On January 11, 2010, Terdjanian used Robik Phone 1 to call his wife, Galina Vovk ("Vovk"), and asked her to call "Igor" at Chase Bank. (Id. ¶ 25.) Terdjanian instructed his wife what telephone number to use, what address to use, and reminded her that "you know what's your name." (Id.) During her call to "Igor," Vovk identified herself as "Valentina Bubucea," and provided phone number 347-554-8454, and gave the Coney Island Avenue address as the principal office of AVR-an address previously identified with the Doctor 1 "clinic." (Id. ¶¶ 19, 25.) Telephone records confirm that the telephone number provided by Vovk is associated with AVR Medical Supply Inc. (Id. ¶ 25.)

The affidavit of SA Rebecca E. Vassilakos dated June 28, 2010 states that during the thirty day interception period beginning May 6, 2010, the FBI received records of insurance claims from the National Insurance Crime Bureau. (Affidavit of Special Agent Rebecca E. Vassilakos in Support of Application dated June 28, 2010, ("Vassilakos Aff. 06/28/10") ¶ 62.) These claims show that multiple clinics continued to bill for the provision of DME from AVR to no-fault automobile insurance companies. (Id.) AVR's documentation includes wholesale receipts from Telya Corp. and copies of AVR checks written to Telya Corp signed by "Babucea." (Id.) Cover letters sent with the AVR bills have directed that insurers send checks in payment to Akiva Ofshtein Law Office. (Id.) Some documentation contains doctor's examinations including from "New Age Orthopedic Rehabilitation Center" located at 60 West End Ave, 6th Floor, Brooklyn, NY 11235. (Id.)

On January 14, 2010, Chervin called Terdjanian and informed him that they had "their own letterhead" and that "they would give their letter to the doctor and just put it on his desk and the doctor, based on this, will write a prescription to the name that was left on his desk." (Koch Aff. 05/06/10 ¶ 30.) Chervin goes on to say, "you see he won't fill it out all he does is to write a prescription to some particular name . . . later we fill it out and do with that whatever we need." (Id.)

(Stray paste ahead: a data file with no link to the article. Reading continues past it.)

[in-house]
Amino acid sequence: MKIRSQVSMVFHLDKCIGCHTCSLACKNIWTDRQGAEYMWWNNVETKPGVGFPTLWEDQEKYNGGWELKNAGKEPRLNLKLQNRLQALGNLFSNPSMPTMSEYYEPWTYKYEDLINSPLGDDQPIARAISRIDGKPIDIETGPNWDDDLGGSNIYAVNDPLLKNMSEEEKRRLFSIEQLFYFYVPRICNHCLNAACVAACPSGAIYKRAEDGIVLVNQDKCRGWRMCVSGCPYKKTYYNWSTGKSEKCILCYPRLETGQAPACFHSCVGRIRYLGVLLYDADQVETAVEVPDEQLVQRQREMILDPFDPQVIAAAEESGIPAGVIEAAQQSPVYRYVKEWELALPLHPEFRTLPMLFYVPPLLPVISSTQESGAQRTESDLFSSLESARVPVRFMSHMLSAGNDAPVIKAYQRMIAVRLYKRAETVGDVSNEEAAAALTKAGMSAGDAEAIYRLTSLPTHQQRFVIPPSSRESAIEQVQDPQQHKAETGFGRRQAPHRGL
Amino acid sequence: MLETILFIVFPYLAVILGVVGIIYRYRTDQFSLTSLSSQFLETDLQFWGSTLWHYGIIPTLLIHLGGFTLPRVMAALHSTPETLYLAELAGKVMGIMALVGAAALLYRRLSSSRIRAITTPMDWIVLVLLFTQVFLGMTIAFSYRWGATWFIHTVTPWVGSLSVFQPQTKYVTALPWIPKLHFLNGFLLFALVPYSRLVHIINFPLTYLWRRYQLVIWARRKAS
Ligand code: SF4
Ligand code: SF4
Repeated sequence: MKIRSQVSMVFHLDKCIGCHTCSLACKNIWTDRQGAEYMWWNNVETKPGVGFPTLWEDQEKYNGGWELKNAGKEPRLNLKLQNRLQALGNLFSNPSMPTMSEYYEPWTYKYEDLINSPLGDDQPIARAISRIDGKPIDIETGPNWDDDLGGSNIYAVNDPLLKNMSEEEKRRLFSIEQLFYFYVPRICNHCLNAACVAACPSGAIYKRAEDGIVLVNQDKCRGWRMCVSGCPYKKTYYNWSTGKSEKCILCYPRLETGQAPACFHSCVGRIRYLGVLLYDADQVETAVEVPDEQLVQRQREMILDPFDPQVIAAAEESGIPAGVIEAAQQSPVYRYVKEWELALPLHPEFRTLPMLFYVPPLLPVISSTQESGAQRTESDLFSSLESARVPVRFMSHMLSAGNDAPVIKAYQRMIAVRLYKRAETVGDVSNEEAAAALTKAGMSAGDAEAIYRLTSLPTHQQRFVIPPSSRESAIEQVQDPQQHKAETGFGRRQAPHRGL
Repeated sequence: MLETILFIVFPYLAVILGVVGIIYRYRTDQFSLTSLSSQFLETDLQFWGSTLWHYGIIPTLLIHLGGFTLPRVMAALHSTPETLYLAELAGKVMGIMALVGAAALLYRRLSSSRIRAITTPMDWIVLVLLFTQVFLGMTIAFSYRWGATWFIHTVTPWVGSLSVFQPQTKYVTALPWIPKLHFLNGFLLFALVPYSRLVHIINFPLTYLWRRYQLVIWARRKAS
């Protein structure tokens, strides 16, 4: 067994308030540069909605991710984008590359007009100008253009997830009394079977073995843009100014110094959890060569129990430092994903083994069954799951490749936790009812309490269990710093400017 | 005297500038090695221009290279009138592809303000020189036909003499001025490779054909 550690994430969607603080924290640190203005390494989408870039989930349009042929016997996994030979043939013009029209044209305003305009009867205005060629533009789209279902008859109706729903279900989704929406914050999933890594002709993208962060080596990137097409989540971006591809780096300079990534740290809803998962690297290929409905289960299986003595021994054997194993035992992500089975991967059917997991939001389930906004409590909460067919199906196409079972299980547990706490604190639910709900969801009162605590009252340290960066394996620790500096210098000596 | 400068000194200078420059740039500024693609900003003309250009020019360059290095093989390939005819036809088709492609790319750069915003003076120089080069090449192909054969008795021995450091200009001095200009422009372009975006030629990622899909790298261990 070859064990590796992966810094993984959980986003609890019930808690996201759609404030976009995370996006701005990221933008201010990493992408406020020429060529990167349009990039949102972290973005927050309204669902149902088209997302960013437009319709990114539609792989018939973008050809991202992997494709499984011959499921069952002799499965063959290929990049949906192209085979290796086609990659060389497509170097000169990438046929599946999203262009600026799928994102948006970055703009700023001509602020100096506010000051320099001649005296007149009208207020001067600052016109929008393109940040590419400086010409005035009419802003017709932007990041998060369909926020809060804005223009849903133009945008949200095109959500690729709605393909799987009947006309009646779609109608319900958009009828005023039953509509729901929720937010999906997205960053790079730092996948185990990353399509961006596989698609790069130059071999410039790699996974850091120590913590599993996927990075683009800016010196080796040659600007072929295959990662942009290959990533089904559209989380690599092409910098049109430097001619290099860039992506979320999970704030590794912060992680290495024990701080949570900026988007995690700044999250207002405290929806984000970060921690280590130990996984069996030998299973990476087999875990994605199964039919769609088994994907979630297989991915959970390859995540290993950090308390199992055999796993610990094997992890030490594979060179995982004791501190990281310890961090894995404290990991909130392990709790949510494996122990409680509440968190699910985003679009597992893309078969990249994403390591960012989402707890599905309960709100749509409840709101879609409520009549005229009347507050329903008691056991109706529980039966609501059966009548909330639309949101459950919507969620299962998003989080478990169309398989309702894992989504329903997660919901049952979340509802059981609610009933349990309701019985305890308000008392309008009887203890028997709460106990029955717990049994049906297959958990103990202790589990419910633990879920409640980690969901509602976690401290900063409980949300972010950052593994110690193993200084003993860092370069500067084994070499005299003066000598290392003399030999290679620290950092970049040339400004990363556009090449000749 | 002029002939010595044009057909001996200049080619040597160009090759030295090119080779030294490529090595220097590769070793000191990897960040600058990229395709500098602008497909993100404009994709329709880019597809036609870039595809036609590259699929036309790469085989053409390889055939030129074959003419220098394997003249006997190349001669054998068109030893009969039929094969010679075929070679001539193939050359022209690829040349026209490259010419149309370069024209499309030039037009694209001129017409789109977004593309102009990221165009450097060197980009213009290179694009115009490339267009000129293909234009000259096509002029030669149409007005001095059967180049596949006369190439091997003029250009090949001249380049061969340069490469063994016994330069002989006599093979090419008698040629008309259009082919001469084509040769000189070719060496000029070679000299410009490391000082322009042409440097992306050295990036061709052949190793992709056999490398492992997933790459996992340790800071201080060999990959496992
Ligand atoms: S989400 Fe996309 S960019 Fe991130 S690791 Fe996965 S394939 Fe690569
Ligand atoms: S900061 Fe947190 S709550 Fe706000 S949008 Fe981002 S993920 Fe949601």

On January 18, 2010, Aron Chervin called Terdjanian and advised him that he had a supplier "who makes everything in China and will beat any price" and "he will not be giving us invoices." (Id. ¶ 31.) Terdjanian responded, "this is not a problem" and later says "we would have to pay a couple of dollars to print invoices." (Id.) Terdjanian then asked Chervin whether they need "a bill or initial report" to which Chervin replied that they need "an initial report." (Id.) Terdjanian instructs Chervin to "just find out what we need to send bills." (Id.) Chervin then asks whether "my Vadik [Vadim Chervin] will be taking care of that account." (Id.)